You may have notices an interesting item on page A2 in today’s edition of The Times-Tribune.  100 hundred years ago today, Viscount Sutemi Chinda paid a visit to Scranton.  The Viscount was the Japanese Ambassador to the United States. He was in Scranton at the invitation of of Congressman W. D. B. Ainey to attend annual dinner of the New England Society.

So who was Viscount Chinda.  Doing a little research,  it turns out the he attended and graduated from DePauw University in  Greencastle, In.  He would go on to serve in the Japanese foreign service serving as ambassador to Great Britain, Germany and the United States.

Only being in the post of Ambassador to the United Sates few weeks in 1912, Viscount Chinda and his wife, the Viscountess Iwa, were on hand in Washington, D.C. for the planting of the Cherry Trees along the Tidal Basin.  The Viscountess Iwa and First Lady Helen Taft planted the first two trees that have now grown into the National Cherry Blossom Festival in our nation’s capital.  The trees were a gift to Washington D.C. from the Mayor of Tokyo Yukio Ozaki.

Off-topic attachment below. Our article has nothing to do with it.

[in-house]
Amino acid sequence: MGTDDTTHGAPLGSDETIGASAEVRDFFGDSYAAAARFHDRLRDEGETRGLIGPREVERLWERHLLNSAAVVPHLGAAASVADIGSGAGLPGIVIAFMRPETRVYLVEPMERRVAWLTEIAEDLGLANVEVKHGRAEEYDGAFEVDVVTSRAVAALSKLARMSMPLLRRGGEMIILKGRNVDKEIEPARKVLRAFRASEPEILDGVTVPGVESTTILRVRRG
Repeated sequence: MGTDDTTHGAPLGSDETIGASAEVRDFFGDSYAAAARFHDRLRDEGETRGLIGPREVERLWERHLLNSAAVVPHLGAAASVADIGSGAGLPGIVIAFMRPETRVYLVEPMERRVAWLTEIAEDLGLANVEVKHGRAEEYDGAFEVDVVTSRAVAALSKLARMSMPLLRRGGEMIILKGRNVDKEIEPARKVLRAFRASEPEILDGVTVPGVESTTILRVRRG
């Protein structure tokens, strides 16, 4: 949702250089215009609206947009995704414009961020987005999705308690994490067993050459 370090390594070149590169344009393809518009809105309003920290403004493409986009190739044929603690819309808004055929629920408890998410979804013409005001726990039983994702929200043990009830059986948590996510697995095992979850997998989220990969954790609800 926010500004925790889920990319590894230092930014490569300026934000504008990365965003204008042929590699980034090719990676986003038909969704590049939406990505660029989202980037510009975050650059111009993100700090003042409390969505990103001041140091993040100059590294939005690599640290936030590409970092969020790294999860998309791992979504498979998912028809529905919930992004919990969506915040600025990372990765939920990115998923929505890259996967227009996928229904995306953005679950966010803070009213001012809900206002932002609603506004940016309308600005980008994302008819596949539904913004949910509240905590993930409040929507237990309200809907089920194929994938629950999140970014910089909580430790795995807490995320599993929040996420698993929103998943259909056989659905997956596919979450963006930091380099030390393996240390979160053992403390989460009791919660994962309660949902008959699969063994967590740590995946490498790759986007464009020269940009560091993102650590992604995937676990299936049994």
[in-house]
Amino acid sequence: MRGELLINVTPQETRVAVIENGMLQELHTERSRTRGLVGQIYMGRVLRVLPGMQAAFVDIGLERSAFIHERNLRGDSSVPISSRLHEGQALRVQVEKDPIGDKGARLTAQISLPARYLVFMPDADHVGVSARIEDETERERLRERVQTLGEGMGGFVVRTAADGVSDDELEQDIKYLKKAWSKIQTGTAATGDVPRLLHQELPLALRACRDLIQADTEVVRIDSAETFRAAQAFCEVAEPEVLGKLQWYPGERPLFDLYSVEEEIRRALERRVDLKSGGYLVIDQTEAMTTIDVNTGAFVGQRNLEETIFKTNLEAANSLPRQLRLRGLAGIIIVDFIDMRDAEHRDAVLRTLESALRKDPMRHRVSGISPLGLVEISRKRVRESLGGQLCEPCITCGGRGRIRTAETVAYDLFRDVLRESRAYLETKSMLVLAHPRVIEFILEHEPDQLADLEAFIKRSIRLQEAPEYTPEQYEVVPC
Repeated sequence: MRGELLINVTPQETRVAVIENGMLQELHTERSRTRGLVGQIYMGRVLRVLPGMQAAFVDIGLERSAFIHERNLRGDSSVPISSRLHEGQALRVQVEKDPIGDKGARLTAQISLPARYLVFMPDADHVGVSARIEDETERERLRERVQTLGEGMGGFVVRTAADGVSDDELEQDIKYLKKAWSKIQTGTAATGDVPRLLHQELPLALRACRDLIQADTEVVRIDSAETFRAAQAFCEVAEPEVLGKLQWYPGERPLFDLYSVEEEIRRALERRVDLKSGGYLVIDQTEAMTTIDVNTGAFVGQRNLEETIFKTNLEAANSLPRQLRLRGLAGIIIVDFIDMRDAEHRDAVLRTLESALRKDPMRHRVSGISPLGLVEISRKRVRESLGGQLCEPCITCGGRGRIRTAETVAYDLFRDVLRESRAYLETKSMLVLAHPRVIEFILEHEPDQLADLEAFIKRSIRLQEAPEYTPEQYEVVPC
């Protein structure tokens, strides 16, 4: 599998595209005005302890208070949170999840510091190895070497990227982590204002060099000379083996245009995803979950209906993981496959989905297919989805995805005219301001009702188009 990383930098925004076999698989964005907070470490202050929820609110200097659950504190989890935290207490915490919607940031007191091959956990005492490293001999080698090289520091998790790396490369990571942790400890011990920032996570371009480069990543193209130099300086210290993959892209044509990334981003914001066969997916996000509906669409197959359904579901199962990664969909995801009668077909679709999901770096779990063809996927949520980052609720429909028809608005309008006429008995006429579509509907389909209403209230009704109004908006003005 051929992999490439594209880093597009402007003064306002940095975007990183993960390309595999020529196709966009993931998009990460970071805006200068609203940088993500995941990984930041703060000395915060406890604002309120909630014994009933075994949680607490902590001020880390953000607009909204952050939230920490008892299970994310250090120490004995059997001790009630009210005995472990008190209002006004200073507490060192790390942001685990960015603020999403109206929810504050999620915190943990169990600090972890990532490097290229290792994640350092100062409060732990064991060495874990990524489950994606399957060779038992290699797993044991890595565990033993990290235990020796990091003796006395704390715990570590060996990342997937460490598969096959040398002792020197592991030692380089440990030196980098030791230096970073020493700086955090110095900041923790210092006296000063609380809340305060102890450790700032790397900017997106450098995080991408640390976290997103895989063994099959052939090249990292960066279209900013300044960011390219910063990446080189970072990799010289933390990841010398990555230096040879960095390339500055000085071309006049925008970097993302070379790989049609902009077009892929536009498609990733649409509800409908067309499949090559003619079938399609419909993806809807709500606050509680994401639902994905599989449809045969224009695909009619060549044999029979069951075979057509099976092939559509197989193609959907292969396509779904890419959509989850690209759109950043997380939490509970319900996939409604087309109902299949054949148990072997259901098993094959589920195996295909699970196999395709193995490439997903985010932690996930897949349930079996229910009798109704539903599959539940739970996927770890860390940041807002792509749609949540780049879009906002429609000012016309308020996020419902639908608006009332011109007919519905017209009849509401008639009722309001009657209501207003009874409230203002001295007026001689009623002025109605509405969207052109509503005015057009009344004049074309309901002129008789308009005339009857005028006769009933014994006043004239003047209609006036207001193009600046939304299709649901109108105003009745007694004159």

He wasn’t the only person of note to speak at the dinner held at the Hotel Casey on Dec 22. Also speaking were the Right Rev. Ethelbert Talbot, Episcopal Bishop of Diocese of Bethlehem, and Bainbridge Colby, LL.D., of New York.

Bishop Tablot, served as the bishop of Bethlehem form 1898 to his death in 1928. From 1924 to 1926,  he served as the Presiding Bishop of the Episcopal Church.

Mr. Colby was a prominent figure in the Progressive Party and was appointed Secretary of State by President Woodrow Wilson in March 1920.  He left the post a year later and returned to his private law practice.

As with most events in Scranton, Times Cartoonist Jim Walsh was their to capture the scene for readers.